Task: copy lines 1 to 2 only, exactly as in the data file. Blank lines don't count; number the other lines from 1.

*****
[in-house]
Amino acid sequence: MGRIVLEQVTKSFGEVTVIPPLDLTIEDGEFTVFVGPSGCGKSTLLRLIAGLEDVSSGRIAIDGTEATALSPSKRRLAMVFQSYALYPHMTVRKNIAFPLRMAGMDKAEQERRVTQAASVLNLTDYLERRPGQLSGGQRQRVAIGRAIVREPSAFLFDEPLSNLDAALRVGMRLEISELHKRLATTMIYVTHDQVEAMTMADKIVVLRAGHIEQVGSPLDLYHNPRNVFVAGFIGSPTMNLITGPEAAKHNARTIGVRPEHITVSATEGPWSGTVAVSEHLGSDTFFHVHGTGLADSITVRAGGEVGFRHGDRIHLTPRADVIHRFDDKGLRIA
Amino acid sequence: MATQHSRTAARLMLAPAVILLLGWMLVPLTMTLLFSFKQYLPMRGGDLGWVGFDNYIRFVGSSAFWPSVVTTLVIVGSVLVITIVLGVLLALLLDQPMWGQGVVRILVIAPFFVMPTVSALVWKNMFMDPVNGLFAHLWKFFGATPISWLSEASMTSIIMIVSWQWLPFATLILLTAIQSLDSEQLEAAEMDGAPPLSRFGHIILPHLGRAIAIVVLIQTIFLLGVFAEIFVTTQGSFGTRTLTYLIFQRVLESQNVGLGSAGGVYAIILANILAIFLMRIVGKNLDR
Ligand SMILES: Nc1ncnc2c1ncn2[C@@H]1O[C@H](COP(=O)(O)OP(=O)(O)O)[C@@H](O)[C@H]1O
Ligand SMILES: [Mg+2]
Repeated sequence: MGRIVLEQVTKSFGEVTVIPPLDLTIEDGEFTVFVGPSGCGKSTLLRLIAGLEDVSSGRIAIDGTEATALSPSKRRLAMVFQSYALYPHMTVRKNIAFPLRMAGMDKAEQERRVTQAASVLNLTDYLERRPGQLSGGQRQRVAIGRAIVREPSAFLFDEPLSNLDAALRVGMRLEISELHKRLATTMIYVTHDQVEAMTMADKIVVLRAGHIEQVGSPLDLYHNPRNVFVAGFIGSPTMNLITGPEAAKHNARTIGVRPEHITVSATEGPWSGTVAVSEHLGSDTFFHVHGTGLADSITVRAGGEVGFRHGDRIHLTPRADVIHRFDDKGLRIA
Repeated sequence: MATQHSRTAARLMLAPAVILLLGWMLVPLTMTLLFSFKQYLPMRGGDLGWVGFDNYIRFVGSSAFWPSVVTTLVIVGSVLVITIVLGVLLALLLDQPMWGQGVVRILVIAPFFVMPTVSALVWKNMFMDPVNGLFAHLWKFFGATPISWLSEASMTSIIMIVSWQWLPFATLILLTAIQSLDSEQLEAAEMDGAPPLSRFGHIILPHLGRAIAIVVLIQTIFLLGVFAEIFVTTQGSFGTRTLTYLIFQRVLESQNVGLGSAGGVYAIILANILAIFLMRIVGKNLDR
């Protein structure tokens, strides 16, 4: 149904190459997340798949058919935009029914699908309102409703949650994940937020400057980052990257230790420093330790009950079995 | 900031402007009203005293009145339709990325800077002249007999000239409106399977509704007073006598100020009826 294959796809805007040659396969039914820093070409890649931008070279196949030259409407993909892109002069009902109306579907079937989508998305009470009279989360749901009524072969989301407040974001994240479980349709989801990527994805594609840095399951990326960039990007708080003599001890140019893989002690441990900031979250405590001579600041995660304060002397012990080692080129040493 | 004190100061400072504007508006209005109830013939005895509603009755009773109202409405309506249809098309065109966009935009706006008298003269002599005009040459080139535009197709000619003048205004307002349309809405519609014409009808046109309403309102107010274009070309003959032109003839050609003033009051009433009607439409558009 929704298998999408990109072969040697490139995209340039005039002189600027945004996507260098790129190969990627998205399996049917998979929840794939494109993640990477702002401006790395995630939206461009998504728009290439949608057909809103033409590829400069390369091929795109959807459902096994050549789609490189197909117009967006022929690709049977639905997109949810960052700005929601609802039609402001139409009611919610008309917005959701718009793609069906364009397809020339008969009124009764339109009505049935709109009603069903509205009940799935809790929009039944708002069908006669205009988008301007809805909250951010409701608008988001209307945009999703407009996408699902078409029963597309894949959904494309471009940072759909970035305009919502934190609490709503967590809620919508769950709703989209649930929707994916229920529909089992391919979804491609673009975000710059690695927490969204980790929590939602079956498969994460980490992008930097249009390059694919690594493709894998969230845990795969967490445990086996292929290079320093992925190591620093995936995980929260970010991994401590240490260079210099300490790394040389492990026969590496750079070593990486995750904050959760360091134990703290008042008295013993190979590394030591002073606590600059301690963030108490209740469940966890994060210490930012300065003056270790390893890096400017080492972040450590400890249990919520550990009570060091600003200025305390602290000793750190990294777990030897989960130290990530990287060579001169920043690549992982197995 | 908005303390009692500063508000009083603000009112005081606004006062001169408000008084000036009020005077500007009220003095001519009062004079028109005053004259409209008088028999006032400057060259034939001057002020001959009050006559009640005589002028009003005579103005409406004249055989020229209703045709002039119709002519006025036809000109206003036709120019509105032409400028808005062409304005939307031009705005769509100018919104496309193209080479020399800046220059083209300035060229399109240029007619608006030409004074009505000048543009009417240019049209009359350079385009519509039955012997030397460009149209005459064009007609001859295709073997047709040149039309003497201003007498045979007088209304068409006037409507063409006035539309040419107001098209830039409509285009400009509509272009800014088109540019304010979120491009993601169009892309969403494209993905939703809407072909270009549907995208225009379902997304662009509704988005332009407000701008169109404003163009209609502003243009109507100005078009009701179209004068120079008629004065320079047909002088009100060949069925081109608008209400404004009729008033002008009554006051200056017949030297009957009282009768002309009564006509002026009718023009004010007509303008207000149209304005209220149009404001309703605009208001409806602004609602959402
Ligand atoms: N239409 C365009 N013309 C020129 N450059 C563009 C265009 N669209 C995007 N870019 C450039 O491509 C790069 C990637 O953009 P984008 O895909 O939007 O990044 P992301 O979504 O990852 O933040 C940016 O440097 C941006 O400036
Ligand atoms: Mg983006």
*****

[in-house]
Amino acid sequence: MGRIVLEQVTKSFGEVTVIPPLDLTIEDGEFTVFVGPSGCGKSTLLRLIAGLEDVSSGRIAIDGTEATALSPSKRRLAMVFQSYALYPHMTVRKNIAFPLRMAGMDKAEQERRVTQAASVLNLTDYLERRPGQLSGGQRQRVAIGRAIVREPSAFLFDEPLSNLDAALRVGMRLEISELHKRLATTMIYVTHDQVEAMTMADKIVVLRAGHIEQVGSPLDLYHNPRNVFVAGFIGSPTMNLITGPEAAKHNARTIGVRPEHITVSATEGPWSGTVAVSEHLGSDTFFHVHGTGLADSITVRAGGEVGFRHGDRIHLTPRADVIHRFDDKGLRIA